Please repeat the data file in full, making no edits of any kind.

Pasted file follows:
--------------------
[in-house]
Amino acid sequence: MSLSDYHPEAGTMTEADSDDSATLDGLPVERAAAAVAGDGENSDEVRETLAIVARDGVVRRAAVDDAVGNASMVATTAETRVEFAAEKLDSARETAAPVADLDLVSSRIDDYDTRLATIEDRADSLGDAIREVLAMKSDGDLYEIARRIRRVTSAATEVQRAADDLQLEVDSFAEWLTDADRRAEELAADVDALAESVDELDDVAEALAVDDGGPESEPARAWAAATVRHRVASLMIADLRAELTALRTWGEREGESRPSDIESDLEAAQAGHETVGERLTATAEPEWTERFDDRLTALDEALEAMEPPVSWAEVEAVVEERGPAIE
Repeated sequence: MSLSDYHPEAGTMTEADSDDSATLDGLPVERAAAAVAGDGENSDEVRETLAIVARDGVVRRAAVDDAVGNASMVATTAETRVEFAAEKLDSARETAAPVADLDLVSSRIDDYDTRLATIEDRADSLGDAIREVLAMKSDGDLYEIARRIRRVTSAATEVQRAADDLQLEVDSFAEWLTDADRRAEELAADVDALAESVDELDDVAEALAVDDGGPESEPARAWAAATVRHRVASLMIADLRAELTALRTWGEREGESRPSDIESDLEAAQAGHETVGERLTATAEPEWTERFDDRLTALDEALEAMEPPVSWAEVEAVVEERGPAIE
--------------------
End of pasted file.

[in-house]
Amino acid sequence: MSLSDYHPEAGTMTEADSDDSATLDGLPVERAAAAVAGDGENSDEVRETLAIVARDGVVRRAAVDDAVGNASMVATTAETRVEFAAEKLDSARETAAPVADLDLVSSRIDDYDTRLATIEDRADSLGDAIREVLAMKSDGDLYEIARRIRRVTSAATEVQRAADDLQLEVDSFAEWLTDADRRAEELAADVDALAESVDELDDVAEALAVDDGGPESEPARAWAAATVRHRVASLMIADLRAELTALRTWGEREGESRPSDIESDLEAAQAGHETVGERLTATAEPEWTERFDDRLTALDEALEAMEPPVSWAEVEAVVEERGPAIE
Repeated sequence: MSLSDYHPEAGTMTEADSDDSATLDGLPVERAAAAVAGDGENSDEVRETLAIVARDGVVRRAAVDDAVGNASMVATTAETRVEFAAEKLDSARETAAPVADLDLVSSRIDDYDTRLATIEDRADSLGDAIREVLAMKSDGDLYEIARRIRRVTSAATEVQRAADDLQLEVDSFAEWLTDADRRAEELAADVDALAESVDELDDVAEALAVDDGGPESEPARAWAAATVRHRVASLMIADLRAELTALRTWGEREGESRPSDIESDLEAAQAGHETVGERLTATAEPEWTERFDDRLTALDEALEAMEPPVSWAEVEAVVEERGPAIE